A U.S. federal district court, on February 20, 2018, declined to dismiss class plaintiffs’ civil RICO claim against GM and a major automotive supplier, where plaintiffs alleged that GM and the supplier conspired to defraud emissions regulators and consumers by installing defeat devices in GM’s diesel trucks and then marketing them as “clean diesel” vehicles
While the court acknowledged that class plaintiffs sustain the ultimate burden in proving their claim, major automobile vehicle manufacturers, suppliers and original equipment manufacturers should be wary of potential civil RICO liability. Aside from the Volkswagen case, this is the first court to address a RICO claim, and thereby sets a potential precedent for other pending emissions violations class actions filed against major automobile manufacturers in the industry.
Further, as the ruling makes clear, suppliers may be liable for fraudulent claims involving emissions violations. So long as these suppliers both provided and manufactured components of an automobile engine enabling the use of a defeat device and worked in tandem with the automobile vehicle manufacturer in marketing such vehicles as “clean diesel,” they can face civil RICO liability.
The ruling was entered in a consolidated class action entitled, In re Duramax Diesel Litigation, Case No. 17-CV-11661, by Judge Thomas L. Ludington of the United States District Court, Eastern District of Michigan. The In re Duramex action is the consolidation of three class actions filed against General Motors LLC (“GM”), Robert Bosch GmbH and Robert Bosch LLC (“Bosch”).1
Each class plaintiff had purchased one of two specified diesel vehicle models—containing the Duramax engine—from an authorized GM dealer. In a consolidated complaint containing 54 counts brought under state and federal law,2 class plaintiffs allege that GM and Bosch conspired to conceal the defeat devices contained in GM’s Duramax diesel engine, which plaintiffs allege had been represented to the market as providing low emissions and high performance.
Class Plaintiffs’ Civil RICO Claim
Based on a theory of fraudulent omissions, class plaintiffs claim that GM and Bosch engaged in a common enterprise whose purpose was to deceive emissions regulators and the public into believing that the Duramax vehicles were environmentally clean. Plaintiffs contend that GM fraudulently concealed information related to the operation of the Duramax engine’s emissions technology—information that a reasonable consumer would have considered to be material in determining whether to purchase a Duramax vehicle. This concealment allowed GM to evade U.S. emissions requirements and trick consumers into paying a premium price for Duramax vehicles.
Plaintiffs further allege that Bosch was an active and knowing participant in that scheme to defraud. Bosch supplied components to GM’s diesel vehicles that enabled the use of the defeat devices and worked closely with GM in the development and marketing of such vehicles. Bosch also lobbied U.S. regulators to accept “clean diesel” vehicles, which plaintiffs allege contributed to the market demand for such vehicles in the United States.
GM and Bosch each moved to dismiss, arguing that class plaintiffs lacked standing to bring a RICO claim and further failed to state such a claim. The court, however, refused to find any of GM’s or Bosch’s proffered arguments sufficient to defeat plaintiffs’ RICO claim at the pleading stage.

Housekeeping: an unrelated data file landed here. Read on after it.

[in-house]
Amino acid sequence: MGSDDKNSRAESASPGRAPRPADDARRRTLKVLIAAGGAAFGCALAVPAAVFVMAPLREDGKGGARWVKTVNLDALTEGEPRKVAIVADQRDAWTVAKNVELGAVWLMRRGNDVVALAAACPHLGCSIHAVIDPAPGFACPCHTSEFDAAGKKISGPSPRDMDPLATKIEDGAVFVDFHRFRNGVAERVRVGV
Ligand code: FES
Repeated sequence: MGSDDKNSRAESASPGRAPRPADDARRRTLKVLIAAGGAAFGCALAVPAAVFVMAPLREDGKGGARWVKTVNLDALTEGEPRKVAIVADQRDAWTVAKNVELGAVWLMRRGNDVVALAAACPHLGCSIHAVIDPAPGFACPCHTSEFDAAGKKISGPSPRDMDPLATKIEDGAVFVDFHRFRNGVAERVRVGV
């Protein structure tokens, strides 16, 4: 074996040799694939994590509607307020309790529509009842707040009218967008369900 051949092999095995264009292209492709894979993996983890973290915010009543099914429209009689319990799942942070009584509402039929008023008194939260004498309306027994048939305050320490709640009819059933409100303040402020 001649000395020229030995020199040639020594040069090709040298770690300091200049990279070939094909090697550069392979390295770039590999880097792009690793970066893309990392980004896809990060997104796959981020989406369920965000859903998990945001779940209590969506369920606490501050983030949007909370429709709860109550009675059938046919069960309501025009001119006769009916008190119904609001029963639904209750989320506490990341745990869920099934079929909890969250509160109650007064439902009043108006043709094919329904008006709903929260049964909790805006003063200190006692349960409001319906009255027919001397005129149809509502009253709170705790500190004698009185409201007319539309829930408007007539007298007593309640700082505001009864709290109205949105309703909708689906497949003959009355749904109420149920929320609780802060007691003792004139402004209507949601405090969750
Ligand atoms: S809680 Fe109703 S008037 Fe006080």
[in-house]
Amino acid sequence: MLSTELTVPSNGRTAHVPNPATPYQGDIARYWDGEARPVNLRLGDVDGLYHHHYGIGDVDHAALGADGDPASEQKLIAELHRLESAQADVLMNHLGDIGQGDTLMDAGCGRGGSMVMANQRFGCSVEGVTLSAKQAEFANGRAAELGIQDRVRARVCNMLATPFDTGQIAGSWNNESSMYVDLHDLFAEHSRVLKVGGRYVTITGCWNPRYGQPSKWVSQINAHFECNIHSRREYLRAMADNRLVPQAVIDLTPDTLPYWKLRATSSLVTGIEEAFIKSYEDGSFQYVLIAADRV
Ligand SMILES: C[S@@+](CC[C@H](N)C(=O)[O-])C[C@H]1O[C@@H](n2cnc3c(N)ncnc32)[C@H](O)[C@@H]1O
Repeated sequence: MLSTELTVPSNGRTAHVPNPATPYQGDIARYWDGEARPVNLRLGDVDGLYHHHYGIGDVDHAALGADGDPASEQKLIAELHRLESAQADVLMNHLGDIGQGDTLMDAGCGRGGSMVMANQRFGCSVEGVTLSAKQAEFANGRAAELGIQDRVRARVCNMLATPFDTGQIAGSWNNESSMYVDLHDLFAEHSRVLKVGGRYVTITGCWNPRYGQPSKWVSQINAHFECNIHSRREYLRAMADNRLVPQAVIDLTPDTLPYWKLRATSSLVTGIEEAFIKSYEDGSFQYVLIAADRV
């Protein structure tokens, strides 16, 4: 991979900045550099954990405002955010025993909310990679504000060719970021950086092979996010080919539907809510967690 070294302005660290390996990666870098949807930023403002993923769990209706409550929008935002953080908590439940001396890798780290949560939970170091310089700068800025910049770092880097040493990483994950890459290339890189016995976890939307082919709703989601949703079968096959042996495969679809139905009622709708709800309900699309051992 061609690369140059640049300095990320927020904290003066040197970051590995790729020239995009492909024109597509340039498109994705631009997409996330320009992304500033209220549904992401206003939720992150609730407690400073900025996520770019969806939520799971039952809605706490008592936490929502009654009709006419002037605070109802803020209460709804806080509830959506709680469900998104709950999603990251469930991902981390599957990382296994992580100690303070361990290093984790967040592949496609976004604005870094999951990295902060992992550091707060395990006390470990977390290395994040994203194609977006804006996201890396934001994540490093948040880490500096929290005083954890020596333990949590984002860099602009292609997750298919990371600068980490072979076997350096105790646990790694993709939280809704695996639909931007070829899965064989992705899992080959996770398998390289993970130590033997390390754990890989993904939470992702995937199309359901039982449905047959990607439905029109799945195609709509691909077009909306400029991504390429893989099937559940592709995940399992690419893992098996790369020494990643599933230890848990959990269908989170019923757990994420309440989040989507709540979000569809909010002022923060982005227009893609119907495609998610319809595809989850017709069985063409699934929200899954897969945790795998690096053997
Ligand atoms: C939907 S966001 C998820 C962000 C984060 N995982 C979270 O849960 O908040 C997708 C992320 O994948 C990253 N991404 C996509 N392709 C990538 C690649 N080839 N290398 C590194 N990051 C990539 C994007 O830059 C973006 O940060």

Plaintiffs sufficiently alleged RICO standing: they alleged a cognizable direct injury that occurred at the time of purchase of a Duramax vehicle. Specifically, plaintiffs paid a premium, or more for a Duramax vehicle than they would have paid for a comparable gas vehicle. This overpayment was directly attributed to GM and Bosch’s fraudulent scheme to inflate the price of such vehicles. Moreover, plaintiffs plausibly alleged that Bosch’s joint activities with GM constituted a substantial factor in contributing to plaintiffs’ injuries.
Further, the court found that plaintiffs stated a RICO claim against GM and Bosch with sufficient specificity to put them on notice of their enterprise conduct. Plaintiffs plausibly alleged that GM and Bosch participated in an enterprise with the common purpose of defrauding consumers and regulators: GM and Bosch worked together to develop the vehicle component that enabled the use of defeat devices and that directly caused plaintiffs’ injury. To further their scheme to defraud, plaintiffs alleged that GM and Bosch relied on advertisements, as well as applications submitted to government regulators, and therefore sufficiently alleged that they engaged in a pattern racketeering activity involving various predicate acts of mail and wire fraud.
The ruling sets a potential precedent for other emissions violations cases involving major automotive players in the industry. Yet, what may have helped the Duramex class plaintiffs was the set of facts that seemed to be generally favorable to plaintiffs. Further, because allegations of omissions—as opposed to affirmative misrepresentations—will invariably be less specific, plaintiffs’ characterization of GM and Bosch’s conduct as one of fraudulent omission also appeared to be a successful strategic move. Whether such circumstances are present in other similar ongoing litigation is uncertain. Automobile manufacturers and suppliers that contributed to the manufacturing process should at least be wary of carefully-pled complaints alleging a conspiracy and/or fraudulent omission, as courts appear to be more willing to entertain various claims against automotive manufacturers and suppliers alike.